Yesterday on IPR’s “Research Conversations” site, former Institute Trustee Lynn Brown posted an article enticingly titled “PR, Behavioral Economics & School Cafeterias.”  I loved the piece – and thanked her in a Comment for adding a new, personal story to our storehouse of Behavioral PR stories.

Behavior, behavior, behavior.  The PR business is about behavior.  We’re in the change business.  We want specific people, some defined demographic, to act differently – stop smoking, exercise more, vote in a particular way or buy our product.  We want change.

If we want to effect change, we have to effect change in behavior.  One of the best ways to do that, as Lynn Brown did in her article, is via storytelling that makes the good behavior memorable and compelling,

In efforts to seek behavior change, I’m finding the “Emerging Engagement Model” that the Arthur W. Page Society published in 2012 to be practical and productive.

I’m actually trying to use this model right now as a marketing template for a commercial venture, a play in Houston called Girls Only – The Secret Comedy of Women.  Think of it as Saturday Night Live on hyperdrive.  My wife is the show’s Houston producer and I have an interest (and a hand) in it. 

We followed this Page model last year in marketing the show in the Houston market — and it went on to play to more than 10,000 women here, an incredible run of five months and 99 performances.  So maybe this stuff really works!

As we bring Girls Only back for an extended run opening this weekend,  I have the ”Page Engagement Model”  posted right in front of us on our bulletin boards, for all to see and be guided by.  My goal is that it be our marketing trail-blazer, our “how-to” master-prototype.  And sometimes it is.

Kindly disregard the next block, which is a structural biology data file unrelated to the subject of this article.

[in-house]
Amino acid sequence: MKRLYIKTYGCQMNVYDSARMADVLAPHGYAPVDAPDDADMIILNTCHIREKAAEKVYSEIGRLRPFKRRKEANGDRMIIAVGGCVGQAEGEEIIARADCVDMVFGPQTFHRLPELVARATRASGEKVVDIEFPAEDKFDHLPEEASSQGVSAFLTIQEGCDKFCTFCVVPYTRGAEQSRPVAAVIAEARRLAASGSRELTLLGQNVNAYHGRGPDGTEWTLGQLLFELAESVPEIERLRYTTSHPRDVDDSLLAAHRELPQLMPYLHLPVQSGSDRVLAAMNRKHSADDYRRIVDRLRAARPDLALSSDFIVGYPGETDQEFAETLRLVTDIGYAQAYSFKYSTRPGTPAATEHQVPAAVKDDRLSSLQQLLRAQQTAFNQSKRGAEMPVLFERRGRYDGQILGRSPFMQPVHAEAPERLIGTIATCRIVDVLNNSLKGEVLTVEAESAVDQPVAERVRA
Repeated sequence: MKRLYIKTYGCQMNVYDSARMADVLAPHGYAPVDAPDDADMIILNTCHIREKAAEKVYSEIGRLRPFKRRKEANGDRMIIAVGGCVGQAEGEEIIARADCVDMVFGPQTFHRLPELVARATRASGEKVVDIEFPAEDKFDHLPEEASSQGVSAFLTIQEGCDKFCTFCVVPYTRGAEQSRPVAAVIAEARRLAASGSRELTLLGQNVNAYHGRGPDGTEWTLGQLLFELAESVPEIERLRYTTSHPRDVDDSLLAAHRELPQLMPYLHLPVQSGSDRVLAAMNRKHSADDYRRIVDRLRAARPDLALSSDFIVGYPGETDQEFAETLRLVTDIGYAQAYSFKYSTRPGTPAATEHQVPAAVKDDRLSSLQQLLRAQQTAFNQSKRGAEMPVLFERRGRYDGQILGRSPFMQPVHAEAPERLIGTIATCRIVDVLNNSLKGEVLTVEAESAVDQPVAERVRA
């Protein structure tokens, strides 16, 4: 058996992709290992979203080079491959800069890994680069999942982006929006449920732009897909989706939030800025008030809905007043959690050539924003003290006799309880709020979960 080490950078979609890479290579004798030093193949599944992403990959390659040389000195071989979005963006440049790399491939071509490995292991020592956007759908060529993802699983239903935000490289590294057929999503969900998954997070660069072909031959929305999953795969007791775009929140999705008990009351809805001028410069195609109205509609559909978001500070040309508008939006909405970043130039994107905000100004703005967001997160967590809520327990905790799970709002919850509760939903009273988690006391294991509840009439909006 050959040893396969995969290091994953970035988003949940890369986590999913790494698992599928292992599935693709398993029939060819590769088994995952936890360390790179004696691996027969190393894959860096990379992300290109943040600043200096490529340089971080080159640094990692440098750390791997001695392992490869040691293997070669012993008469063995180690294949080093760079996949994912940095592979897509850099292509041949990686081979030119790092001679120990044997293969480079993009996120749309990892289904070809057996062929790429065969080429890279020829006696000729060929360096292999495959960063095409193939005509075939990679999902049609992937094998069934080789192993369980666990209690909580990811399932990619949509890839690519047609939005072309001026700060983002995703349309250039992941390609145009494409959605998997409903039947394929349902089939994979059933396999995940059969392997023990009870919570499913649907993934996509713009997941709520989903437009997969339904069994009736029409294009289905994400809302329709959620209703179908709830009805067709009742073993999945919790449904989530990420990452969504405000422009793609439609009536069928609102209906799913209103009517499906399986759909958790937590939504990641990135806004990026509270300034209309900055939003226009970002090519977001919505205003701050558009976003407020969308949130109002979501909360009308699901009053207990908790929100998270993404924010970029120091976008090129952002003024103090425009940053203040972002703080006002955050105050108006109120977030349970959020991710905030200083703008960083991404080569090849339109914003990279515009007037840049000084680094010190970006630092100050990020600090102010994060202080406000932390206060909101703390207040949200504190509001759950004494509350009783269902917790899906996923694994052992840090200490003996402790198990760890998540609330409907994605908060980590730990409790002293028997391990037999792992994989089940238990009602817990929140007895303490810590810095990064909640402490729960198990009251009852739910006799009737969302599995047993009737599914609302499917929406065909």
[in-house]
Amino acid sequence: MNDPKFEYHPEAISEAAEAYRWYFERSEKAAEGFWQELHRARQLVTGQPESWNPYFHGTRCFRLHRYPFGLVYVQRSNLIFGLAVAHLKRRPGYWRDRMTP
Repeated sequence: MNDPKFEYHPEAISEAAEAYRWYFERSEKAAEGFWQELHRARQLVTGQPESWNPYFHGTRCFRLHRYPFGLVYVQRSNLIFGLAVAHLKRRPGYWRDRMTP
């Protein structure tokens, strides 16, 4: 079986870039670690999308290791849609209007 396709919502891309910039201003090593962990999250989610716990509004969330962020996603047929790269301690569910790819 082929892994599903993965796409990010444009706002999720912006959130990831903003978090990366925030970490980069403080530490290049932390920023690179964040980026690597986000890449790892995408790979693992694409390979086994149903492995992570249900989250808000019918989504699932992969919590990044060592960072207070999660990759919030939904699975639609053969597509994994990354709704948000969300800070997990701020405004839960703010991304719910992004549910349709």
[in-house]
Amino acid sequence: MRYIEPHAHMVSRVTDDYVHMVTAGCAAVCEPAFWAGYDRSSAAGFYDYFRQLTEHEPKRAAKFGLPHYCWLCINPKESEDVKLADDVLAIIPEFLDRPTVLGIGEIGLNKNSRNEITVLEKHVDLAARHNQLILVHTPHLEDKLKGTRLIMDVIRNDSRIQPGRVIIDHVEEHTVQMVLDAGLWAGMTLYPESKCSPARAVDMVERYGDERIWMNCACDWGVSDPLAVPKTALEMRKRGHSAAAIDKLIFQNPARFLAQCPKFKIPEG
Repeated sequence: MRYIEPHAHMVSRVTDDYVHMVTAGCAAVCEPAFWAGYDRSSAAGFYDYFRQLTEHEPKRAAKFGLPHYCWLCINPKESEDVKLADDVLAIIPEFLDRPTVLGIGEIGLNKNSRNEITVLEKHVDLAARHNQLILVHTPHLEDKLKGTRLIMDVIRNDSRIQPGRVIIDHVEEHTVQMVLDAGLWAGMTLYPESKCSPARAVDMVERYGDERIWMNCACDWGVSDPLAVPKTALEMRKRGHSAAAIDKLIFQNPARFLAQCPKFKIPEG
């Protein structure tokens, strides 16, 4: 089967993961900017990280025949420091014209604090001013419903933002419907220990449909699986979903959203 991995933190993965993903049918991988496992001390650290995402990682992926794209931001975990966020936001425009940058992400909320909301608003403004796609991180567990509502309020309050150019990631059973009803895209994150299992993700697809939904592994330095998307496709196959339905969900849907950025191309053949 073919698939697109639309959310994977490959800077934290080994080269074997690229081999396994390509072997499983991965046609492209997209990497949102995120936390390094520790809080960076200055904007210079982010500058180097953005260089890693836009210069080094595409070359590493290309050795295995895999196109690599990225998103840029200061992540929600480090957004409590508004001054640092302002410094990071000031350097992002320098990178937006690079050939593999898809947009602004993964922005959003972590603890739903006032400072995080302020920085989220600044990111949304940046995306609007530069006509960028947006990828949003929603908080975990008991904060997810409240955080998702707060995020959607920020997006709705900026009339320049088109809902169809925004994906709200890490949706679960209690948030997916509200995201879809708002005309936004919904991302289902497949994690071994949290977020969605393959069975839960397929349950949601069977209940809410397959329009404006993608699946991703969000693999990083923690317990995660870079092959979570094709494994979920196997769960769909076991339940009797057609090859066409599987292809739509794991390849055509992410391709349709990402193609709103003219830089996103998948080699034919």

The model has four steps:

(1) What causes someone to BELIEVE?  I must hear it from people I trust.  I must see evidence.  I must experience it myself.

(2) What causes someone to ACT? I need to know what to do and how. I emulate role models. I need skills, tools and resources.

(3) What causes someone to have CONFIDENCE?  I see others like me succeed. I am deriving value and benefit from the decision I’ve made. I get positive reinforcement from my peer network.

(4) What causes someone to ADVOCATE?  It enhances my identity and reputation.  It is easy for me to share my opinion and experiences with my personal network.  I have adopted a new social norm and joined a new peer group.

I figure that, if the Page Engagement Model can work in building word-of-mouth ticket demand for a wacky comedy, it ought to work for just about any behavioral-change challenge.

How will we as the PR profession get Behavioral PR to become the norm?  Here’s a suggestion. Maybe we ought to use the Page Engagement Model itself as our roadmap in getting PR practitioners to use the Page Engagement Model.  How’s that for a novel idea?

Any thoughts?  Reactions?  Behavioral change does not come easy, but it might come about easier if we had a roadmap.  And, I suggest, now we do.


Ward White, former IPR co-chair and now honorary Trustee, is Strategy Officer at Edelman in Houston, after a 40 year career that has included service as CEO of Bozell PR (now part of Weber Shandwick), president of Golin/Harris East and CCO for 15 years at Northwestern Mutual.

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Heidy Modarelli handles Growth & Marketing for IPR. She has previously written for Entrepreneur, TechCrunch, The Next Web, and VentureBeat.
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2 thoughts on “Behavioral PR & “Girls Only”

  1. I’m so relieved that we’re finally using the “B” word in PR again, Ward. No, not Bernays – although he and Pat Jackson would undoubtedly be delighted.

    Behavior! Behavior! Behavior!

    Good news is, while others were all striving for excellence in PR, the study of attitude, the antecedent of intent and behavior, has moved forward with new ideas, new research, and new methodologies that can actually predict the behavioral outcomes of mediated and unmediated communication. Real science with real numbers – not hunches, guesses and gut feels.

    How will we get the profession to embrace behavioral PR again? Maybe start by exposing our future practitioners, my students, to the theories and methods of social psychology early in their careers – before they become obsessed with “getting a seat at the corporate table.” I challenge anyone to find the Theory of Planned Behavior in a single PR textbook – even though the theory does more to describe and define the belief/attitude/behavior underpinnings of PR work than any communication theory ever did, or could.

    Cross over, children…all are welcome!

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